St. Francis vs. Michigan – May 17, 2019

St. Francis softball players Mikayla Bower (left) and Cheyenne McKee (right) encourage each other during their NCAA Tournament game against Michigan in Ann Arbor, Mich., on Friday, May 17, 2019.  

ANN ARBOR – When Hayley Norton entered the batter’s box in the top of the sixth inning Friday, the Red Flash were already trailing 15th-seeded Michigan 5-0. 

With runners on first and second with two outs, the all-time home-run hitter in the history of the St. Francis softball put a charge into a ball into right field. Michigan’s Haley Hoogenraad twisted and turned on her way to the ball, stabbing her glove out at the last second to make the third out on the warning track.

That’s the kind of day it was for the Red Flash, who were blanked in six innings, 8-0.

“That one was kind of a bummer,” Norton recalled. “I didn’t get all of it, but it still felt pretty good off the bat. We had runners in scoring position so that one hurt a little more. That’s just how it goes sometimes.”

St. Francis faced Michigan’s Meghan Beaubien through the first five innings, who was named to the watch list for USA Softball Collegiate Player of the Year. The Red Flash forced her to throw 16 pitches in the first inning, the most she threw through five frames.

Cheyenne McKee had one of three hits by a St. Francis batter in the top of the first inning, but the Red Flash couldn’t scratch a run across. Norton’s at-bat in the sixth inning – the last one of the game for St. Francis – proved to be the best opportunity. Beaubien finished with six strikeouts on 57 pitches

“Honestly, I didn’t think (the pitching) was too difficult,” Norton said. “I made a quick adjustment; I realized (Beaubien) had more speed than we were used to so I moved back in the box. My first at-bat didn’t go the way wanted but I adjusted and just sat speed and tried to lay off the changeup.”

Mikayla Bower ran into difficulty in the second inning in the pitching circle, but pitched out of a jam with runners on first and second with two outs. Bower wasn’t so fortunate in the third inning, allowing four runs off four hits.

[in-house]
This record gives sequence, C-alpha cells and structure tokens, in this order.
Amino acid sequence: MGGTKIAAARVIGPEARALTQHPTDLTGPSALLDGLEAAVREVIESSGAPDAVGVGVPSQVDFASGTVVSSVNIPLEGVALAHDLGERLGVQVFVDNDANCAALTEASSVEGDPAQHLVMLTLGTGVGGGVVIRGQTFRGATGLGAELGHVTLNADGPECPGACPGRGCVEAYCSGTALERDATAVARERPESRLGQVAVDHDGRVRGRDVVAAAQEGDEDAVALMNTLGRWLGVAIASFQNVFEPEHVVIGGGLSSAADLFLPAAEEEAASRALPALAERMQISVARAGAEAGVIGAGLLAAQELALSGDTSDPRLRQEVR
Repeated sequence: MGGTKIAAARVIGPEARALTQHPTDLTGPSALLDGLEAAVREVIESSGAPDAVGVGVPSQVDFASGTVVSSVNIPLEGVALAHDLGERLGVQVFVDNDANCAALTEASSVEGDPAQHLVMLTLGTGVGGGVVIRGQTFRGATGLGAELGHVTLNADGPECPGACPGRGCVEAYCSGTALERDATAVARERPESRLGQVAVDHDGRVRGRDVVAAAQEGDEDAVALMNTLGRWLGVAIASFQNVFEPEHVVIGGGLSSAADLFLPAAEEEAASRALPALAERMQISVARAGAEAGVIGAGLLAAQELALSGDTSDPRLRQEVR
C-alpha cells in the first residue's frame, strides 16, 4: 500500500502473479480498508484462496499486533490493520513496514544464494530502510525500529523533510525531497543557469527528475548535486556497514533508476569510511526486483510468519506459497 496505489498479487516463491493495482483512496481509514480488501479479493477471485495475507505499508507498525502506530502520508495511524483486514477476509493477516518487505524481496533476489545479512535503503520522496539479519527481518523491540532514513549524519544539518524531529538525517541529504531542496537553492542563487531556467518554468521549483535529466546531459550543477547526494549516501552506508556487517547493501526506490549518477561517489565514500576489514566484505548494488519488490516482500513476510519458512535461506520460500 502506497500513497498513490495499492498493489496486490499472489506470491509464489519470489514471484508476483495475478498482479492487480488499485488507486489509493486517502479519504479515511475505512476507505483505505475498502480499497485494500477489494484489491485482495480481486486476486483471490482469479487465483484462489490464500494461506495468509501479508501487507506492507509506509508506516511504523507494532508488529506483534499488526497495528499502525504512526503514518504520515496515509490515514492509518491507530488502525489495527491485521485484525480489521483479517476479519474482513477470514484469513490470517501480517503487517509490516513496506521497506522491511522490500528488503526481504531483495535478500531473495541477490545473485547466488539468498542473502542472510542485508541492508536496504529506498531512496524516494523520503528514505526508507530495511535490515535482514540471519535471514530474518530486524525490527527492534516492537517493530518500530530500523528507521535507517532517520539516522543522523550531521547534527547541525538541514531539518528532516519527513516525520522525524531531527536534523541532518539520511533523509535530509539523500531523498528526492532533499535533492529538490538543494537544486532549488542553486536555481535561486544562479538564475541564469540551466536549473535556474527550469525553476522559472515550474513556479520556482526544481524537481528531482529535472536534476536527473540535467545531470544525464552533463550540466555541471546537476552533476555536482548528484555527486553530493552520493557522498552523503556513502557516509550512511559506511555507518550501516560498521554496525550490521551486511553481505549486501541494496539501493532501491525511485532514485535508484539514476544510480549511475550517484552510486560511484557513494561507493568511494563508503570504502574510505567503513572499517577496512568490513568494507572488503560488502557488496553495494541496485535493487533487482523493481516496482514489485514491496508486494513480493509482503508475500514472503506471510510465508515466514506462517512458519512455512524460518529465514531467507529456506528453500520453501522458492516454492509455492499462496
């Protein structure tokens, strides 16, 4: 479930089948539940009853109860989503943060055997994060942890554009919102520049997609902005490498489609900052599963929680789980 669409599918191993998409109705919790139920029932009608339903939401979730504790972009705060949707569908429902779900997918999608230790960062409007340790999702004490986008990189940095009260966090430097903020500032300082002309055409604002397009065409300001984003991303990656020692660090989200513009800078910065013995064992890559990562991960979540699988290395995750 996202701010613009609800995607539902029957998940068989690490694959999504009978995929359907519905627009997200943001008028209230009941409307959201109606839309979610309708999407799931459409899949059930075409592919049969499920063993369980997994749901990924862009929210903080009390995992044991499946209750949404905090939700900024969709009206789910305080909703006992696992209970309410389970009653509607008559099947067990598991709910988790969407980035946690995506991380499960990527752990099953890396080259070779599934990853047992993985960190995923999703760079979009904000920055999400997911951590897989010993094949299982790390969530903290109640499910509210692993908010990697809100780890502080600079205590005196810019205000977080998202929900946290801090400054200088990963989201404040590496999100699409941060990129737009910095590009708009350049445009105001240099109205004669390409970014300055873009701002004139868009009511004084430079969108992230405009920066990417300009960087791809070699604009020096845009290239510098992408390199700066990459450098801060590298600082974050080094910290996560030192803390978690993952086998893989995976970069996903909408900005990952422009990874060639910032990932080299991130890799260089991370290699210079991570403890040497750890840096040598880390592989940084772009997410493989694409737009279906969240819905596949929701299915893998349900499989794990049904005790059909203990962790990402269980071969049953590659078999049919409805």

A ball hit down the first-base line deflected off a glove for a double to score a pair of runs, and McKee booted a ball at second base, which would have been the third out. Bower also had a ball deflect off her glove for an infield single, which didn’t help the cause.

“There wasn’t an inning I didn’t feel confident going against those hitters,” Bower said, who was charged with the loss after allowing two earned runs. “I think when (errors) happen they all catch us off guard because we never expect that to happen. I think the girls did a really good job bouncing back after the errors and wiping them; but they hurt in the moment. It was tough.”

Michigan tacked on a run in the fifth and three runs in the sixth inning. The Wolverines ended the game on a sacrifice fly with one out to enact the eight-run mercy rule. Freshman Christina Clark allowed four runs off five hits in the 22/3 innings she pitched in relief of Bower.

“I thought we were close to breaking that game open in the sixth inning with Norton’s hit to right field,” said first-year coach Jess O’Donnell. “We just need to be sharper; we need to be more focused. I thought we hurt ourselves today. (Michigan) did a good job taking advantage of our mistakes today.”

With the loss, St. Francis faces an elimination game Saturday against DePaul, which is scheduled for 2:30. Like the Red Flash, the Blue Demons are one of four teams that have currently won three-straight conference tournaments. 

One bright spot in tomorrow’s matchup is that O’Donnell is familiar with DePaul’s lineup after being the associate head coach at Villanova for the previous five seasons, a Big East Conference foe of the Blue Demons. That familiarity will benefit the Red Flash on a quick turnaround from a scouting standpoint, according to O’Donnell.

“They have a lot of returners I’m familiar with; I’m familiar with how to pitch them,” O’Donnell said. “Even one of their pitchers is a returner. I’m pretty confident with our offense that we can make things happen.”